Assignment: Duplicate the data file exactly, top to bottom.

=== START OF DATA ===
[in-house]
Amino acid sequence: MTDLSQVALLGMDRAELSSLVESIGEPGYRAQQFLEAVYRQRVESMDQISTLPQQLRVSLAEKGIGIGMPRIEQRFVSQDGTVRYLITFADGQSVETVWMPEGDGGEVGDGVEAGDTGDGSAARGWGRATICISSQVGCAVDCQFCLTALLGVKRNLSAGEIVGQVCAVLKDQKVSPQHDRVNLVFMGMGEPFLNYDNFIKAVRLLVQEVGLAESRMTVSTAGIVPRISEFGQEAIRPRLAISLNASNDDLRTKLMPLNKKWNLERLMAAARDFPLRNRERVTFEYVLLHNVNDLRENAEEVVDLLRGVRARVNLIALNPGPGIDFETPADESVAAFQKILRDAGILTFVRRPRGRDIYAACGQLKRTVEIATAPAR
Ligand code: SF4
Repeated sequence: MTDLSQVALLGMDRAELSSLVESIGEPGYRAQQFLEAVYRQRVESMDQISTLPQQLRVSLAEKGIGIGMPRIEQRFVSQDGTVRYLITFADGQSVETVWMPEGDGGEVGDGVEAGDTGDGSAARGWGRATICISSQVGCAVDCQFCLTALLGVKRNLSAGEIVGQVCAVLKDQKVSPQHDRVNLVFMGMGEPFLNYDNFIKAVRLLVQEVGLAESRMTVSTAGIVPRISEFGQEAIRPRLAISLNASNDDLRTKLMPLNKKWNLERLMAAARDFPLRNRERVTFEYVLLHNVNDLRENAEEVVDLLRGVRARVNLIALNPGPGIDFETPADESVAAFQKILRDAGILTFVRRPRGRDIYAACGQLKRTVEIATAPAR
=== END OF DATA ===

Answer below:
[in-house]
Amino acid sequence: MTDLSQVALLGMDRAELSSLVESIGEPGYRAQQFLEAVYRQRVESMDQISTLPQQLRVSLAEKGIGIGMPRIEQRFVSQDGTVRYLITFADGQSVETVWMPEGDGGEVGDGVEAGDTGDGSAARGWGRATICISSQVGCAVDCQFCLTALLGVKRNLSAGEIVGQVCAVLKDQKVSPQHDRVNLVFMGMGEPFLNYDNFIKAVRLLVQEVGLAESRMTVSTAGIVPRISEFGQEAIRPRLAISLNASNDDLRTKLMPLNKKWNLERLMAAARDFPLRNRERVTFEYVLLHNVNDLRENAEEVVDLLRGVRARVNLIALNPGPGIDFETPADESVAAFQKILRDAGILTFVRRPRGRDIYAACGQLKRTVEIATAPAR
Ligand code: SF4
Repeated sequence: MTDLSQVALLGMDRAELSSLVESIGEPGYRAQQFLEAVYRQRVESMDQISTLPQQLRVSLAEKGIGIGMPRIEQRFVSQDGTVRYLITFADGQSVETVWMPEGDGGEVGDGVEAGDTGDGSAARGWGRATICISSQVGCAVDCQFCLTALLGVKRNLSAGEIVGQVCAVLKDQKVSPQHDRVNLVFMGMGEPFLNYDNFIKAVRLLVQEVGLAESRMTVSTAGIVPRISEFGQEAIRPRLAISLNASNDDLRTKLMPLNKKWNLERLMAAARDFPLRNRERVTFEYVLLHNVNDLRENAEEVVDLLRGVRARVNLIALNPGPGIDFETPADESVAAFQKILRDAGILTFVRRPRGRDIYAACGQLKRTVEIATAPAR